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nostalgia telly

Television in the 1970s didn’t just consist of Mart and Market, and Garda Patrol: there were some classic television series around at the time, which kept the nation entertained for months on end – this was possibly due to the lack of choice available, or maybe times were just simpler! These are all available on DVD from your local library, so hit the sofa with a tin of biccies and take a trip down memory lane....

I ClaudiusBased on the Robert Graves novels, I Claudius, was originally shown in 1976, with an all-star cast including Derek Jacobi, John Hurt, and Brian Blessed (without his beard – worth it to see that alone!). The story of the stammering Claudius, regarded as the family idiot, who eventually became emperor of Rome, is full of intrigue, plotting, counter-plotting, and some downright insanity, with Caligula and Nero being particularly memorable in the insanity stakes.

Feel the Chill with Icelandic Crime Novels!

Tainted Blood, aka Jar CityIn light of the showing of the Icelandic film 'Jar City' on BBC Four this coming Sunday night (8th May), I thought the occasion definitely warranted mention here of the wonderful crime novels emanating from Iceland. The two principal writers responsible for ensuring Iceland a prominent place on the literary crime scene are of course Arnaldur Indriðason and Yrsa Sigurðardóttir.

Indriðason is the author of 'Jar City' 4 star (probably better known under the title 'Tainted Blood'), one in the excellent series starring Inspector Erlendur and set in and around Reykjavik. Though I would say Reykjavik is portrayed in the book as a somewhat dark and austere place, a friend assures me it is in reality far from that, and well worth a visit. I wouldn't doubt him for a moment! Erlendur has his own personal and family difficulties of course (which crime detective has not?), which only adds to the well-crafted storylines. And they are so well-written (and translated) too of course.

Quirky Reads from Bloomsbury

Publishers The Bloomsbury Group have a series of handy-sized books that are well worth taking a look at if you like a quirky read. The series consists of books mainly from the early 20 century, many of which had fallen out of print. Readers can suggest books they think should be revived. The series is attractively packaged, and contains some real gems.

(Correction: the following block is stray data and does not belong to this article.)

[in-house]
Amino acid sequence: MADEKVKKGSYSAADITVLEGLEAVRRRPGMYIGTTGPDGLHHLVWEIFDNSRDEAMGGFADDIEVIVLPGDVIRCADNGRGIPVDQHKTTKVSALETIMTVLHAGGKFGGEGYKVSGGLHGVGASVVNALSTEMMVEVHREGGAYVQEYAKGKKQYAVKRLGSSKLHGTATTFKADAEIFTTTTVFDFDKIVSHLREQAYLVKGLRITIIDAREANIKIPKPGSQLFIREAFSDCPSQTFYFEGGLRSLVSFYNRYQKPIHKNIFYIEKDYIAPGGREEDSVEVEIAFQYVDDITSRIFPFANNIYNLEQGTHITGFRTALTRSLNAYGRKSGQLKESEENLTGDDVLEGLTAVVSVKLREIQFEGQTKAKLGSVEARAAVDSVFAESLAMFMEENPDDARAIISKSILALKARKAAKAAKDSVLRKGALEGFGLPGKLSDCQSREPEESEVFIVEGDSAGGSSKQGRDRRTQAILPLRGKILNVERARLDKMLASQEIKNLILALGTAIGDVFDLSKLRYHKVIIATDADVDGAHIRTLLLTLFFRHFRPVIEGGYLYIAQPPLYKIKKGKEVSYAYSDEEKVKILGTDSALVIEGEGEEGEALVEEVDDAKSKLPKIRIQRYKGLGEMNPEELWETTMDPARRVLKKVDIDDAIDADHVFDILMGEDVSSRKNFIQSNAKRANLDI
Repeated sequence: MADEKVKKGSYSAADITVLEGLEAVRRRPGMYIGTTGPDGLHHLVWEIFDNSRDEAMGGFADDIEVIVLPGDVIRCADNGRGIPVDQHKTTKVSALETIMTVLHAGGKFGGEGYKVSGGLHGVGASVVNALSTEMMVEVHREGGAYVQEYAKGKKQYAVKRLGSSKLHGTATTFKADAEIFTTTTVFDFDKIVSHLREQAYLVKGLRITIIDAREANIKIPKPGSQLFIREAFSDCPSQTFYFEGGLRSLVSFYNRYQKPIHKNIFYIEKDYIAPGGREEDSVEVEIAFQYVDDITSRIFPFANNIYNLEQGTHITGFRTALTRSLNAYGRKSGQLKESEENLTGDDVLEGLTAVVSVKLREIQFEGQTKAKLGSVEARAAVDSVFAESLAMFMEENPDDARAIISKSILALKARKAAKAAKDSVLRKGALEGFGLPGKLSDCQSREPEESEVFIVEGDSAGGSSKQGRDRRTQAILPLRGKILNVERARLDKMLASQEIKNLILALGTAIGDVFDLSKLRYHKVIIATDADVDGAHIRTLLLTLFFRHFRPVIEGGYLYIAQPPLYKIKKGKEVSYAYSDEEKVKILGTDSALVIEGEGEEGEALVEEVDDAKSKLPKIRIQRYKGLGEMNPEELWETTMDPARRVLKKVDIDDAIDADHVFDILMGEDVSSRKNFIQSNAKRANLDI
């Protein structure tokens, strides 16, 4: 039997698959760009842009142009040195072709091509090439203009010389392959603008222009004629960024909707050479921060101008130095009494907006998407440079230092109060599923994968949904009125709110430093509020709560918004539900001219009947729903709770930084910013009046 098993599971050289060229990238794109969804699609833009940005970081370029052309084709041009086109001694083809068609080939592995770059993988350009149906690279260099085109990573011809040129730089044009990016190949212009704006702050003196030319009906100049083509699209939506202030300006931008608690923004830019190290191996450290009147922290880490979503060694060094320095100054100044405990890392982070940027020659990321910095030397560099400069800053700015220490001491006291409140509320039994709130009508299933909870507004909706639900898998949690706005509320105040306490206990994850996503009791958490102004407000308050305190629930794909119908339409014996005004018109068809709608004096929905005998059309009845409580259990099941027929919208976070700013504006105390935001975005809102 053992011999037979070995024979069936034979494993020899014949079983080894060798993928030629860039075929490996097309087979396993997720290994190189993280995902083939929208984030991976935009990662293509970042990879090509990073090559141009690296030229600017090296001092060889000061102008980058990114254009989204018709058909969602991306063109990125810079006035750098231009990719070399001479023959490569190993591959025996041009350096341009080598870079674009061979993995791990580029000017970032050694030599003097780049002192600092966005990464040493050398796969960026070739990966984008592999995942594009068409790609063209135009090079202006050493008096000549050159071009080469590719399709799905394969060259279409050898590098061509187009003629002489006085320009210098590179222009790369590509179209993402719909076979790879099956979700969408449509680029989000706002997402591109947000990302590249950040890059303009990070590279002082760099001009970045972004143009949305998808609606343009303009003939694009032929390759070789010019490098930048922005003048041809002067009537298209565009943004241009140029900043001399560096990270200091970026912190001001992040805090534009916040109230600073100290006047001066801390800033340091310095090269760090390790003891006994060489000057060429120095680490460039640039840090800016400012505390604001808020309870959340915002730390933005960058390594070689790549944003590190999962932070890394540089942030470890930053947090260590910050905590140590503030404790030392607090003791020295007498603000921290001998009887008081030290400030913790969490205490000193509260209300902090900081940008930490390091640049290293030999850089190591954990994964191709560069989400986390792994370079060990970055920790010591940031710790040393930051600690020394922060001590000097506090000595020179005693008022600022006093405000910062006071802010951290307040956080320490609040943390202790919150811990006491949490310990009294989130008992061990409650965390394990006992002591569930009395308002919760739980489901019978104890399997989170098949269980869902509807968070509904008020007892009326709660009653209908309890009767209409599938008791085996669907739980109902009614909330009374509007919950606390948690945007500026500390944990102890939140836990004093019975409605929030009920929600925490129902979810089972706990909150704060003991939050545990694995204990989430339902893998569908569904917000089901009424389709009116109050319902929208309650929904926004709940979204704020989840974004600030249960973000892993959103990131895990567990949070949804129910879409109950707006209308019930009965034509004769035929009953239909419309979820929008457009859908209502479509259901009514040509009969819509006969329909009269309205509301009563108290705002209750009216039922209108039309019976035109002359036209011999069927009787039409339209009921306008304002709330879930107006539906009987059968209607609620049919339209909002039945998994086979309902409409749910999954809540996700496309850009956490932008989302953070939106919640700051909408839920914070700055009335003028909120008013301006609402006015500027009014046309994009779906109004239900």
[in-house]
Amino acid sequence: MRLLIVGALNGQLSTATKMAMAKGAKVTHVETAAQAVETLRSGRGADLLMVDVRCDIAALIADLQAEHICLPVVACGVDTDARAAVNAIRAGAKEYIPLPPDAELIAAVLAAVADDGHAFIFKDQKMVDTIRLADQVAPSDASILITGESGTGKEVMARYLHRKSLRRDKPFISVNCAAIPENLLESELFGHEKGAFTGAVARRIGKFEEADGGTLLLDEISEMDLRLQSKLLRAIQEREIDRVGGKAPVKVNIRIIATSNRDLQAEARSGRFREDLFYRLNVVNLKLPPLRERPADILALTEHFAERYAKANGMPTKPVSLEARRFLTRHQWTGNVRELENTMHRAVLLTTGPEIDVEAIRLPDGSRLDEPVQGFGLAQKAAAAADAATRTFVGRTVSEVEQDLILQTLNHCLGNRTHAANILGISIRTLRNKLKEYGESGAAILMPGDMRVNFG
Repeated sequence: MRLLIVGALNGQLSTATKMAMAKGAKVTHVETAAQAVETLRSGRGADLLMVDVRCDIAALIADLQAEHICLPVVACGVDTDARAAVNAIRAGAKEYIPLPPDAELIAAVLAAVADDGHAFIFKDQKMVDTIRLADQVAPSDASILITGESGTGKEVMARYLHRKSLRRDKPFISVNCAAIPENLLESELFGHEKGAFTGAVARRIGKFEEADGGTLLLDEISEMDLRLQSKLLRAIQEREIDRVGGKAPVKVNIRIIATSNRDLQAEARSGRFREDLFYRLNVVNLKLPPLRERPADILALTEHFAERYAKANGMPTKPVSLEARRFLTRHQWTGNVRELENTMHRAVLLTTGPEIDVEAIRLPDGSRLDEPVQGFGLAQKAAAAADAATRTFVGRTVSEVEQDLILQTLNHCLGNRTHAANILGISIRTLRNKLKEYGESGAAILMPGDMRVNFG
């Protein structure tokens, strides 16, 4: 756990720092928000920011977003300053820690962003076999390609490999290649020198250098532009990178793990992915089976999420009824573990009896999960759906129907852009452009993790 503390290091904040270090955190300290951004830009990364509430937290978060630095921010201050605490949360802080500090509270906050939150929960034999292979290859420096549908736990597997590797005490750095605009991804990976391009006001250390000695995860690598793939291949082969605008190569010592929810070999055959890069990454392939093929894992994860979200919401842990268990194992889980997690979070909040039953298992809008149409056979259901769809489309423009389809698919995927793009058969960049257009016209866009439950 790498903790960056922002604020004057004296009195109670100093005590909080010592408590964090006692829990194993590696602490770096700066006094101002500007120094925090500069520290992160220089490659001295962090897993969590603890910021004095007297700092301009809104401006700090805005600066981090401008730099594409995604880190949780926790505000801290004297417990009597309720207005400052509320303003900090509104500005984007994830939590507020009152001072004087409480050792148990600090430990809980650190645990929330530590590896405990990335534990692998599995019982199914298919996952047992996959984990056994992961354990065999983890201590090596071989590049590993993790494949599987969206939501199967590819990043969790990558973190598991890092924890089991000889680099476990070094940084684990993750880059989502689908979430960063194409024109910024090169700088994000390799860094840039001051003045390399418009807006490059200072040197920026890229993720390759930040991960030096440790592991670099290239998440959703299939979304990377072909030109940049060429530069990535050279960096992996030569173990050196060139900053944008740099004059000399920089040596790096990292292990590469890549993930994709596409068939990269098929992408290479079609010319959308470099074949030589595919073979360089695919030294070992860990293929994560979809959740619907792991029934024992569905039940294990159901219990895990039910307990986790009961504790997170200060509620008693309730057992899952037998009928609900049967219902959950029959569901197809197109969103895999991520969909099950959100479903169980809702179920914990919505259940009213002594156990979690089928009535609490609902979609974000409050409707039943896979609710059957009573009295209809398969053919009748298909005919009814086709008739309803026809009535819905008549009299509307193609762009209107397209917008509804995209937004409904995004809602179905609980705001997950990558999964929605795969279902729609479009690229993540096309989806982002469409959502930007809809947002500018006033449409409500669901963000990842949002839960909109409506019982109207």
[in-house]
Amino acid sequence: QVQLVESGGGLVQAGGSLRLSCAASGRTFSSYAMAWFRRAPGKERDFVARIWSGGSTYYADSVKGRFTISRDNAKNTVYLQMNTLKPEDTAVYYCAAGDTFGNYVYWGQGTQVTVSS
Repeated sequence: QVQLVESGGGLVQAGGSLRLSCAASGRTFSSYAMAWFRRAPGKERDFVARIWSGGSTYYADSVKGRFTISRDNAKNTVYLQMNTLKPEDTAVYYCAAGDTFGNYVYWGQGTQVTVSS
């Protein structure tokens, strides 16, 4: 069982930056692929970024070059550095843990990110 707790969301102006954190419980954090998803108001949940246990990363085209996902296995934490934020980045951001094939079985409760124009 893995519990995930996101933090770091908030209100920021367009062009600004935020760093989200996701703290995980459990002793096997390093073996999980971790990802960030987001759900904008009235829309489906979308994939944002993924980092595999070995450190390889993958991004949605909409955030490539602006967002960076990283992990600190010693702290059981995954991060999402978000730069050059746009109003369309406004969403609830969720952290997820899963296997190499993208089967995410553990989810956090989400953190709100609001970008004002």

Mrs Harris goes to ParisMrs Harris goes to Paris’ by Paul Gallico is the story of a London charlady who sets her heart on owning a Christian Dior dress, and scrimps and saves until she has enough money to fulfil her unlikely dream. Her trip to the House of Dior introduces her to new friends, adventures, and perspectives on life.

POTTER MANIA!!!!!

Harry Potter DVDsWith the release of the final Harry Potter movie this summer (on July 15 for those who are counting the days like me!!), and the release of the latest Harry Potter movie on DVD, it’s never too late to become a Harry Potter fan, (or like me read all the stories again in preparation for the film!)All seven Harry Potter novels and DVDs are available to borrow in Dublin City Public Libraries or you can reserve them online using your borrower number and pin number. Your borrower number is on your library card and if you do not have a pin number you can get it at your local Dublin City Public Library.

Italian Crime Novels Aplenty

August HeatItalian, or Italian-based, crime novels I have always enjoyed, and there are plenty of authors to choose from. My favourite has to be Andrea Camilleri, the Sicilian writer and creator of Inspector Salvo Montalbano. The Montalbano series are full of humour, the Sicilian landscape, Sicilian society and food! Montalbano loves his food! There is not a concentration on the mafia, just in case you might think there might be, which for me is good, but it is never far away. The crimes can be of ones of passion or greed or revenge, and the author does not go into morbid details, which may be a relief to some also. I always wait impatiently for the next instalment of Camilleri's genius. The first in the series is The Shape of Water (English translation 2002, original Italian 1994), while I await the arrival this June of the twelfth in the series, The Track of Sand. Each book has been such a huge pleasure to read, I always hate getting to the end.

Norwegian Crime on the Rise!

Jo NesboI just recently finished reading 'The Leopard', the latest novel from Jo Nesbo, the Norwegian crime writer often compared to Steig Larsson. He was recently in Dublin and in conversation with Irish writer John Connolly in Easons, and I was thrilled to be able to attend and hear him speak. Also got a signed copy of 'The Snowman', so am a happy camper!

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